“Being crystal, this great platform had a transparent quality, so that Ezekiel could see through it to what was higher still – what looked like a throne.  In contrast to the gleaming whiteness of the platform, the throne was a brilliant, rich blue, as though constructed from one of the most precious stones of the ancient world, lapis lazuli. And on the throne, with all the added brilliance of contrasting fiery amber in the centre and all the colours of the rainbow around the radiant edges, was a figure like that of a man.  Eziekiel is careful to qualify all his descriptions here with repeated use of ‘appearance of’, ‘something like’….Here, in anthropomorphic reversal, God appears in the likeness of a human being, albeit in glowing, fiery splendour that anticipates the transfiguration of the incarnate Son of God himself and certainly provided the imagery for John’s great vision of the heavenly throne in Revelation 4.

Only now, it seems, does Ezekiel almost blindingly realize what he is looking at.  This is no Babylonian diety attended by its guardian sphinxes.  This is none other than Yahweh himself, very much alive and well and still on the throne.  Yehweh is here in Babylon! The shock of the realization drains the last dregs of adrenalin from Ezekiel’s trembling body and he collapses face down, unable to look any longer….nothing will ever be more significant for Ezekiel than this encounter with the living God; his whole life and message will be more uncompromisingly God-centred than any other prophet’s.  Yet all he can bring himself to say at this point is:  This was the appearance of the likeness of the glory of the Lord.”(Wright, Christopher.  Ezekiel.  The Bible Speaks Today.  P. 51)

The Spirit. The final piece of the vision is that the beasts – wings and all —  as well as the wheels are covered with eyes.  This symbolizes the all-seeing presence of God as well as the Spirit of God.  Ezekiel recognized that it was the Spirit of God that moved the entire vision.  It is important for the understanding of the continuity of the entire Bible to be aware of how important Ezekiel understood the place of the Spirit of God in His theology.   The Spirit is that which gives life, which motivates, which animates, which directs, fills, and empowers.  This is the same Spirit that came upon all the great leaders of Israel, the Spirit that descended upon Jesus at His baptism, the Spirit that was poured out on the disciples at Pentecost, and the Spirit that fills us when we put our faith in Jesus.  The Holy Spirit is the thread that binds it all together.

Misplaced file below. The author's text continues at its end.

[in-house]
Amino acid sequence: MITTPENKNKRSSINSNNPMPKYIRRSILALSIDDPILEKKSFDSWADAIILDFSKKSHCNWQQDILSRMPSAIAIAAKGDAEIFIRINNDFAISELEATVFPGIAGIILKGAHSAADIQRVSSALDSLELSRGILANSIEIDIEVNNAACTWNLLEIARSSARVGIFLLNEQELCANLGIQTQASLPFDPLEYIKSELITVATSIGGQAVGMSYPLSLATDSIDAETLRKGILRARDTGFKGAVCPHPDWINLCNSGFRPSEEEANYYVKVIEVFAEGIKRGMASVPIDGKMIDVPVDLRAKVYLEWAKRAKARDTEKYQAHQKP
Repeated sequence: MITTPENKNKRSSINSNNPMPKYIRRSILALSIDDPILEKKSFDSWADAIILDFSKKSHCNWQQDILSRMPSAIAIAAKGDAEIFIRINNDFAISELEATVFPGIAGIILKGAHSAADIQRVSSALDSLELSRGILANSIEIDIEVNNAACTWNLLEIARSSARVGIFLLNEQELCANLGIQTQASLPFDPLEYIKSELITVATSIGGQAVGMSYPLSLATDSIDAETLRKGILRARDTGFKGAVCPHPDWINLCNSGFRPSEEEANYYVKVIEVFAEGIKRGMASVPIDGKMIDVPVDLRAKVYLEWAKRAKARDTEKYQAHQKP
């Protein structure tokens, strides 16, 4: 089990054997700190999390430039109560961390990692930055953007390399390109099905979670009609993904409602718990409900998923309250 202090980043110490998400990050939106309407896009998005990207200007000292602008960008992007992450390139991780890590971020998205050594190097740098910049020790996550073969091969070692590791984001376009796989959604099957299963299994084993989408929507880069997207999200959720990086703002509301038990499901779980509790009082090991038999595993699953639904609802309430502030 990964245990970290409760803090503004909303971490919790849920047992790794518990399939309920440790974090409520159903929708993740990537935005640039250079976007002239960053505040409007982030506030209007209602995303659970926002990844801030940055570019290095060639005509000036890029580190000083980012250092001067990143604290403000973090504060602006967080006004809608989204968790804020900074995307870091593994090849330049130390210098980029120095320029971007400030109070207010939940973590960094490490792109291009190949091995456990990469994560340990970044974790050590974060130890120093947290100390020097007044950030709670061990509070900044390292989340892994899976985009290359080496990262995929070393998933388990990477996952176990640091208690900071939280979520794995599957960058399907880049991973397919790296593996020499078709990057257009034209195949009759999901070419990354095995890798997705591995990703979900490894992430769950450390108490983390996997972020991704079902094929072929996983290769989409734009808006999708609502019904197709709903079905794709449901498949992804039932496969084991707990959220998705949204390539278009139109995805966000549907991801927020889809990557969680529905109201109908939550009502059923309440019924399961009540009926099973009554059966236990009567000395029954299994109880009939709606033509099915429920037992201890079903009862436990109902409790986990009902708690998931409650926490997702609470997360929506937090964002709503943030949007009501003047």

What about Satan?

Read Ezekiel 28:11-19.  This will be a short statement, but one that should be stated for clarification.  Many people have quoted this passage as a reference to the history of Satan.  It is important to note that nowhere in the context of Ezekiel was this passage ever intended to have anything to do with Satan.  Ezekiel was speaking to the king of Tyre and was using a culturally common expression of comparing his greatness to that of Adam and Eve.  In the same way Adam and Eve fell because of pride, so did the king of Tyre fall.

Remember, always, always, always, read scripture in it’s context.  Even if you’ve heard great messages about a particular passage that seem to make a lot of sense, always make sure to check them against the context.  Hopefully, through the reading of Ezekiel, you can see that chapter 28 is dealing with nothing more than a human being who got too big for his britches.